The compounds of the present invention are administered and dosed in accordance with good medical practice, taking into account the clinical condition of the individual patient, the site and method of administration, scheduling of administration, patient age, sex, body weight and other factors known to medical practitioners. The pharmaceutically “effective amount” for purposes herein is thus determined by such considerations as are known in the art. The amount must be effective to achieve improvement including but not limited to improved survival rate or more rapid recovery, or improvement or elimination of symptoms and other indicators as are selected as appropriate measures by those skilled in the art.

In the method of the present invention, the compounds of the present invention can be administered in various ways. It should be noted that it can be administered as the compounds or as a pharmaceutically acceptable salt and can be administered alone or as an active ingredient in combination with pharmaceutically acceptable carriers, diluents, adjuvants and vehicles. The compounds can be administered orally, subcutaneously or parenterally including intravenous, intra-arterial, intramuscular, intra-peritoneally, and intra-nasal administration as well as through intrathecal and infusion techniques. Implants of the compounds are also useful. The patient being treated is a warm-blooded animal and, in particular, mammals including man. The pharmaceutically acceptable carriers, diluents, adjuvants and vehicles as well as implant carriers generally refer to inert, non-toxic solid or liquid fillers, diluents or encapsulating material not reacting with the active ingredients of the invention.

It is noted that humans are treated generally longer than the mice or other experimental animals and cell cultures exemplified herein which treatment has a length proportional to the length of the disease process and drug effectiveness. The doses may be single doses or multiple doses over a period of several days, or repeatedly over a long period of time for chronic conditions, and are selected depending on the disease being treated. The treatment generally has a length proportional to the length of the disease process and drug effectiveness and the patient species being treated.

When administering the compounds of the present invention parenterally, it will generally be formulated in a unit dosage injectable form (solution, suspension, emulsion). The pharmaceutical formulations suitable for injection include sterile aqueous solutions or dispersions and sterile powders for reconstitution into sterile injectable solutions or dispersions. The carrier can be a solvent or dispersing medium containing, for example, water, ethanol, polyol (for example, glycerol, propylene glycol, liquid polyethylene glycol, and the like), suitable mixtures thereof, and vegetable oils.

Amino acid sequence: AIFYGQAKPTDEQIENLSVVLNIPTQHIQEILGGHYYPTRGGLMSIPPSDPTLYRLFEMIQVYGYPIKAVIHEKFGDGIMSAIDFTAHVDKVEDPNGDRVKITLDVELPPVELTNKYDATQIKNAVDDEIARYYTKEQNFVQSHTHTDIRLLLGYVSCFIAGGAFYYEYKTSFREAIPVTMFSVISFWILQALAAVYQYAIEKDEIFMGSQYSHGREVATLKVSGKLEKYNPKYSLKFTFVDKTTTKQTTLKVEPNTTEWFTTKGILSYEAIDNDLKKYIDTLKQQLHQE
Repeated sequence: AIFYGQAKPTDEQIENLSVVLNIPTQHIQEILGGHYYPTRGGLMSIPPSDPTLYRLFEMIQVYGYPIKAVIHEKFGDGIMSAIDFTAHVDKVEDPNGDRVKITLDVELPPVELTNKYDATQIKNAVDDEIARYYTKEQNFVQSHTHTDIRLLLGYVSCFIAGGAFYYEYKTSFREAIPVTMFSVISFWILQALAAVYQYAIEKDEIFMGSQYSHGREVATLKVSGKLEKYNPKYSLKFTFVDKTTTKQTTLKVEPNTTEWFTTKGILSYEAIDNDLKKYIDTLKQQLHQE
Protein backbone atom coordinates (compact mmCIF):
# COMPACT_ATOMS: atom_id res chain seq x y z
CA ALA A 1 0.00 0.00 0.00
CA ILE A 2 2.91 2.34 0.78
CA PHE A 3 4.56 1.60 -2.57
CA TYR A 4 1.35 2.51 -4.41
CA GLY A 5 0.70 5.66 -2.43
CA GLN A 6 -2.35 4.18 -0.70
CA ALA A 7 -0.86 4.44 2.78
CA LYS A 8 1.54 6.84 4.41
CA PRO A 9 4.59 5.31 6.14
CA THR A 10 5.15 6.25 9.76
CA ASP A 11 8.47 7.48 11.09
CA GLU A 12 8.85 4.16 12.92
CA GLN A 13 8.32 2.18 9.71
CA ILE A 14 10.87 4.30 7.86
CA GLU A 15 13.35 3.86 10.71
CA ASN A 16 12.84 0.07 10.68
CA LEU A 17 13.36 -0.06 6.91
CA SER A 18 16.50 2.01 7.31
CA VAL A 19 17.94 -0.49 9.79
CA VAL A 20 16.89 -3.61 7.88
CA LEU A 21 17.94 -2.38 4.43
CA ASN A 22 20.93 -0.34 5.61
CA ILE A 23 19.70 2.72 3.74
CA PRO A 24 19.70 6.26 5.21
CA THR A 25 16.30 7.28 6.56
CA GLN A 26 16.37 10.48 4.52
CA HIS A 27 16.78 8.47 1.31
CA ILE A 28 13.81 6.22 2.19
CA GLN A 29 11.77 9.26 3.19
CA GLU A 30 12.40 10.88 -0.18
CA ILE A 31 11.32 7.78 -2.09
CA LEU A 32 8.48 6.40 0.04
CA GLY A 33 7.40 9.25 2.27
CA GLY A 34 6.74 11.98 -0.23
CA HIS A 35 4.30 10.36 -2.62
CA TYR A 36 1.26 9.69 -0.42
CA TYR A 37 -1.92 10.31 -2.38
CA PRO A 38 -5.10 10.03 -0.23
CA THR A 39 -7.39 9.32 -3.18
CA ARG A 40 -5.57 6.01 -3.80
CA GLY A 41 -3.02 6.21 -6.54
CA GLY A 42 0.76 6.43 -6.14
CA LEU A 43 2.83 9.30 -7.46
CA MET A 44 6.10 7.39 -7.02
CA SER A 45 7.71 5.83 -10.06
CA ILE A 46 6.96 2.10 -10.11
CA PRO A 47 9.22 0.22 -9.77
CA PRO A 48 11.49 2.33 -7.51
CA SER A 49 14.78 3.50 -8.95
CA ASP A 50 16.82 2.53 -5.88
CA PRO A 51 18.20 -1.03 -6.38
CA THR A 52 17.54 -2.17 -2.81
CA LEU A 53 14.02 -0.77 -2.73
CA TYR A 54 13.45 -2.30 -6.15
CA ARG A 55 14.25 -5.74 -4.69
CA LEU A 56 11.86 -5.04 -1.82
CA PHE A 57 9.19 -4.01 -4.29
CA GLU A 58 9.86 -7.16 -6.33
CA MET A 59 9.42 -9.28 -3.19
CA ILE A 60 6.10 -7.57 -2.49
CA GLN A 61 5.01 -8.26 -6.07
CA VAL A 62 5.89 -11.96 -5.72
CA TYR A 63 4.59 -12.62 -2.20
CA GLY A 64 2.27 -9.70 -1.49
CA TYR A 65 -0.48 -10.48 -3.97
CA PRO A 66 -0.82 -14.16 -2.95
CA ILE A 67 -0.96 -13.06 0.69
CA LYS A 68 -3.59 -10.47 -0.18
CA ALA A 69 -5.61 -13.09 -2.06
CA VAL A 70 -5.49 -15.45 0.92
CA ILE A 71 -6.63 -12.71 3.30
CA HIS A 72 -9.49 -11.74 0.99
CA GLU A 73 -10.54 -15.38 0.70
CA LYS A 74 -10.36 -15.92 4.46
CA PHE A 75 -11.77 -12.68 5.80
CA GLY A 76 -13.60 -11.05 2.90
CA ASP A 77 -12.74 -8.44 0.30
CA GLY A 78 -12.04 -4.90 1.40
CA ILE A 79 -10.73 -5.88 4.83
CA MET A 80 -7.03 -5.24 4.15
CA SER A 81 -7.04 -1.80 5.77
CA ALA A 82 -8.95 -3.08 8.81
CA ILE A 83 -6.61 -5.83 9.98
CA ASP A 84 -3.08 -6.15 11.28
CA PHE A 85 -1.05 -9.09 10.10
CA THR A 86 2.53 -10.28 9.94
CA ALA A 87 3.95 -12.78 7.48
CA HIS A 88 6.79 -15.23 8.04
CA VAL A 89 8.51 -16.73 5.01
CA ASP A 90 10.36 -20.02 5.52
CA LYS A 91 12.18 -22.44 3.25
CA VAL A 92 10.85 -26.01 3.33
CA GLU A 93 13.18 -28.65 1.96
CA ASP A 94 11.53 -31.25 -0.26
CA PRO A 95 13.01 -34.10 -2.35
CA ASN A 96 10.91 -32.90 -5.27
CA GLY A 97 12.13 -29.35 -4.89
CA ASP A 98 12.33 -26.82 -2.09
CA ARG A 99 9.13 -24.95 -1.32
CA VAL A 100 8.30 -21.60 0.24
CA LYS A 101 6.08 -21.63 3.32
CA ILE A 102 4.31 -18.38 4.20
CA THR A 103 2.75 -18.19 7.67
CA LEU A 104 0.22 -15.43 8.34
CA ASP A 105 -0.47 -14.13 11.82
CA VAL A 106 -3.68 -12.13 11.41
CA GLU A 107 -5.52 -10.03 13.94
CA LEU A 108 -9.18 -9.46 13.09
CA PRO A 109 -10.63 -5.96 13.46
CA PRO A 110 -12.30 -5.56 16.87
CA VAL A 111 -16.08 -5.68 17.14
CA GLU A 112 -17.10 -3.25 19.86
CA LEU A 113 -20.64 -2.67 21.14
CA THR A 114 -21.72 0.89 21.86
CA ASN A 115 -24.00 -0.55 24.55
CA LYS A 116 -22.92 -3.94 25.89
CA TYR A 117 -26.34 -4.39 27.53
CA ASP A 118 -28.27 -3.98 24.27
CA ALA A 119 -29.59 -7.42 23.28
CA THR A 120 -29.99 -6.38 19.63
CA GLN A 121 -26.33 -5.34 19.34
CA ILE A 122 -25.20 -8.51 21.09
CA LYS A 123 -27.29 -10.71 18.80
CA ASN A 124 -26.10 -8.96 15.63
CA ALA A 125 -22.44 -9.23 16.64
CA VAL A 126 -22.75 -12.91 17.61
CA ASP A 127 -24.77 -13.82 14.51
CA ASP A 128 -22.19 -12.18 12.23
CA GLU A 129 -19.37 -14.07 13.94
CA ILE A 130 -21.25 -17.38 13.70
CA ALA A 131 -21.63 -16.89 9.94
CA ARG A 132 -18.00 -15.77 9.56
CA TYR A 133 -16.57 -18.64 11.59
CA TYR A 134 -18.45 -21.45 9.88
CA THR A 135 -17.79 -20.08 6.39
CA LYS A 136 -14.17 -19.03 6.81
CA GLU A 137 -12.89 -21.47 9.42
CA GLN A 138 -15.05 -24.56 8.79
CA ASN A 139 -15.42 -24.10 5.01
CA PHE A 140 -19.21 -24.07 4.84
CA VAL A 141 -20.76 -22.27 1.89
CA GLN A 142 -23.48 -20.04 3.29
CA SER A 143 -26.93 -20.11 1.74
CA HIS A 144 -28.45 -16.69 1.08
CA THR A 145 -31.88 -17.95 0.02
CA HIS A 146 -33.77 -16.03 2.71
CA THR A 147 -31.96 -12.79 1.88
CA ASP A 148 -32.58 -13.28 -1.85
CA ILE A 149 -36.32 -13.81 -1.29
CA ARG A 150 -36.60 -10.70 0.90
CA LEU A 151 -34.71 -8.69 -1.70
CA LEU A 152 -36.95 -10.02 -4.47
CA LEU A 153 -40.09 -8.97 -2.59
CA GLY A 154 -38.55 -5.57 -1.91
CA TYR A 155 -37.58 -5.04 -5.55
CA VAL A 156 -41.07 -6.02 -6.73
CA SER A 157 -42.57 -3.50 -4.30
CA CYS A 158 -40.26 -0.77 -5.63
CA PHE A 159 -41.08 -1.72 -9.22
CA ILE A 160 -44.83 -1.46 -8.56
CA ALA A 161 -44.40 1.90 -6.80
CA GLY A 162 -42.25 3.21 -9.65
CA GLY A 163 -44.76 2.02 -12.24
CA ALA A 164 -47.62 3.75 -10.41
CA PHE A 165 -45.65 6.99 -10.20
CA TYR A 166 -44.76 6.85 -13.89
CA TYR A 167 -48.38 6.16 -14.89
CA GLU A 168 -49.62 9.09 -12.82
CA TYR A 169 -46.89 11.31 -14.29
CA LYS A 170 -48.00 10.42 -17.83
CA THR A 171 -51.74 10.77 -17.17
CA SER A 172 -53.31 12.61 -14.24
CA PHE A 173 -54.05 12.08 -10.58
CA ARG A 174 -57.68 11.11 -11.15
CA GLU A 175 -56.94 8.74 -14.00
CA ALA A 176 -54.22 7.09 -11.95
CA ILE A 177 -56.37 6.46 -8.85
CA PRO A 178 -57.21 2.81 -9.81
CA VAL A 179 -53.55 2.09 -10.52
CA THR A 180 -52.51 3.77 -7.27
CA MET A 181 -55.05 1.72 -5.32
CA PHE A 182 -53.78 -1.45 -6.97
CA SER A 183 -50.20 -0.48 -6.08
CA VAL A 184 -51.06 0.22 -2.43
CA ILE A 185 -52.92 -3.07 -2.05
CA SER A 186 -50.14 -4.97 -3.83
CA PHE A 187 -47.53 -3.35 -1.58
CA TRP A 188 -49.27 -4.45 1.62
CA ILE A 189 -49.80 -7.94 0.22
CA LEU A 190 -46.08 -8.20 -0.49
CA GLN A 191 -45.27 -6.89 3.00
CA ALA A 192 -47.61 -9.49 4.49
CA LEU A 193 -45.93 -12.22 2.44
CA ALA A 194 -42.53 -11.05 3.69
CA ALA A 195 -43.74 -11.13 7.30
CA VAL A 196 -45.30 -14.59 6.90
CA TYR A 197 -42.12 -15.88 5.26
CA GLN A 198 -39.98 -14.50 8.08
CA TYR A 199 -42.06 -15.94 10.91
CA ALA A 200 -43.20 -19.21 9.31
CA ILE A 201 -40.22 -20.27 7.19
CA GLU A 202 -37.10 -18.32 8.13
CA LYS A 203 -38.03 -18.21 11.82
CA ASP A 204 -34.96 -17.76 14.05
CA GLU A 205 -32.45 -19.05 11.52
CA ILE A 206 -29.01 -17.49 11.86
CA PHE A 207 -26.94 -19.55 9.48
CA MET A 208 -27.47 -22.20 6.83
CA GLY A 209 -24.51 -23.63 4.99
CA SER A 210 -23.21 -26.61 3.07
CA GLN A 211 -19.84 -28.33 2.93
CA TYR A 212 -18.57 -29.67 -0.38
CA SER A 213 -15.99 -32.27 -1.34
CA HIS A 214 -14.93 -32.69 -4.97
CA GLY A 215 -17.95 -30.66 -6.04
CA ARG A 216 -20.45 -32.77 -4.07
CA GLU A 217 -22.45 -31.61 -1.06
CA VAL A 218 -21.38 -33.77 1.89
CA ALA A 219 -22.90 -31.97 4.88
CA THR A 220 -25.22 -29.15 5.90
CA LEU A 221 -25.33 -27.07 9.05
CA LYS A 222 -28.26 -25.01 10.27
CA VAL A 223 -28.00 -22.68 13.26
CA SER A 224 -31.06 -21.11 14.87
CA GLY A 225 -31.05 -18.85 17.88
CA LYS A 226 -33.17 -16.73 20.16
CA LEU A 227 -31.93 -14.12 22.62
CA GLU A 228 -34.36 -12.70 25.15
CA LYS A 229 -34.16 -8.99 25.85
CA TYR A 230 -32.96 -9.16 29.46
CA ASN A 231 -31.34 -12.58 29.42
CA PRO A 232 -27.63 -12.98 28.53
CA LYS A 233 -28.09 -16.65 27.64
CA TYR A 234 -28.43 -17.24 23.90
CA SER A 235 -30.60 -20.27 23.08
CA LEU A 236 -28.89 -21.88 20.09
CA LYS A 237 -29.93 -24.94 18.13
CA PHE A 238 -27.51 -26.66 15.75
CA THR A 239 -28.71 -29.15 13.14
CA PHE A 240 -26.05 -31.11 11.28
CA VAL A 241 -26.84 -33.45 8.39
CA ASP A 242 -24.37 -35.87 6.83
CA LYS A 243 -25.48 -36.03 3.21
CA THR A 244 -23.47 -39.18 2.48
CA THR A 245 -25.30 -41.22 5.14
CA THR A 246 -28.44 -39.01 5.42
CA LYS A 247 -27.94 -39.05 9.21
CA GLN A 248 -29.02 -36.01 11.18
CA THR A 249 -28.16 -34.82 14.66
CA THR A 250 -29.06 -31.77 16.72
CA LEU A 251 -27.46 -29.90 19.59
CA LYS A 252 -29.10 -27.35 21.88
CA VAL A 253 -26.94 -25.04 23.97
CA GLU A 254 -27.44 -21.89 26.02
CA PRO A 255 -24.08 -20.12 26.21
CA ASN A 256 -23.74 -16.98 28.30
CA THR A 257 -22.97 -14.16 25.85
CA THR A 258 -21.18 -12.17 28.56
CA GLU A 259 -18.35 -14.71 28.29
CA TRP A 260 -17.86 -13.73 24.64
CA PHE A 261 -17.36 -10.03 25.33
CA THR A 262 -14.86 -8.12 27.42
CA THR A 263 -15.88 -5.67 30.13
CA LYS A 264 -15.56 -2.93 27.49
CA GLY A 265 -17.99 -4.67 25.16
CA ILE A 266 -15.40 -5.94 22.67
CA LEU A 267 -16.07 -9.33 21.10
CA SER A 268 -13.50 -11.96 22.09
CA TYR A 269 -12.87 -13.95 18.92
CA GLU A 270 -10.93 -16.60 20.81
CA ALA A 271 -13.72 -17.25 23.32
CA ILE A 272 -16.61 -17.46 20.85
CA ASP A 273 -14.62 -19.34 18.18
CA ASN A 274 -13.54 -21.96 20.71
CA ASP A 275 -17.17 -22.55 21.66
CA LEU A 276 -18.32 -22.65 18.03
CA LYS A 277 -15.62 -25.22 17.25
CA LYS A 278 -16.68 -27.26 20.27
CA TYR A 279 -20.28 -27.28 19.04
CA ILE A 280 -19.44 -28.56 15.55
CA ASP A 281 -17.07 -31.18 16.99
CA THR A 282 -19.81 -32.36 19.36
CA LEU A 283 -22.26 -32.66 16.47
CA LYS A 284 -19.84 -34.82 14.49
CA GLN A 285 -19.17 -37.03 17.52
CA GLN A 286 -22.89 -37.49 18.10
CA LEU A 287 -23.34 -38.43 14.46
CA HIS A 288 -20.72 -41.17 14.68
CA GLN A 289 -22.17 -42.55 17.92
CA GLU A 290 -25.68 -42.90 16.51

Proper fluidity can be maintained, for example, by the use of a coating such as lecithin, by the maintenance of the required particle size in the case of dispersion and by the use of surfactants. Non-aqueous vehicles such a cottonseed oil, sesame oil, olive oil, soybean oil, corn oil, sunflower oil, or peanut oil and esters, such as isopropyl myristate, may also be used as solvent systems for compound compositions. Additionally, various additives which enhance the stability, sterility, and isotonicity of the compositions, including antimicrobial preservatives, antioxidants, chelating agents, and buffers, stabilizers to prevent protein and peptide degradation, such as albumin can be added, or others as utilized by companies such as Emisphere Technologies, Inc. and ALZA Technology. Prevention of the action of microorganisms can be ensured by various antibacterial and antifungal agents, for example, parabens, chlorobutanol, phenol, sorbic acid, and the like. In many cases, it will be desirable to include isotonic agents, for example, sugars, sodium chloride, and the like. Prolonged absorption of the injectable pharmaceutical form can be brought about by the use of agents delaying absorption, for example, aluminum monostearate and gelatin. According to the present invention, however, any vehicle, diluent, or additive used would have to be compatible with the compounds.

Sterile injectable solutions can be prepared by incorporating the compounds utilized in practicing the present invention in the required amount of the appropriate solvent with various of the other ingredients, as desired.

A pharmacological formulation of the present invention can be administered to the patient in an injectable formulation containing any compatible carrier, such as various vehicle, adjuvants, additives, and diluents; or the compounds utilized in the present invention can be administered parenterally to the patient in the form of slow-release subcutaneous implants or targeted delivery systems such as monoclonal antibodies, vectored delivery, iontophoretic, polymer matrices, liposomes, and microspheres. Examples of delivery systems useful in the present invention include: 5,225,182; 5,169,383; 5,167,616; 4,959,217; 4,925,678; 4,487,603; 4,486,194; 4,447,233; 4,447,224; 4,439,196; and 4,475,196. Many other such implants, delivery systems, and modules are well known to those skilled in the art.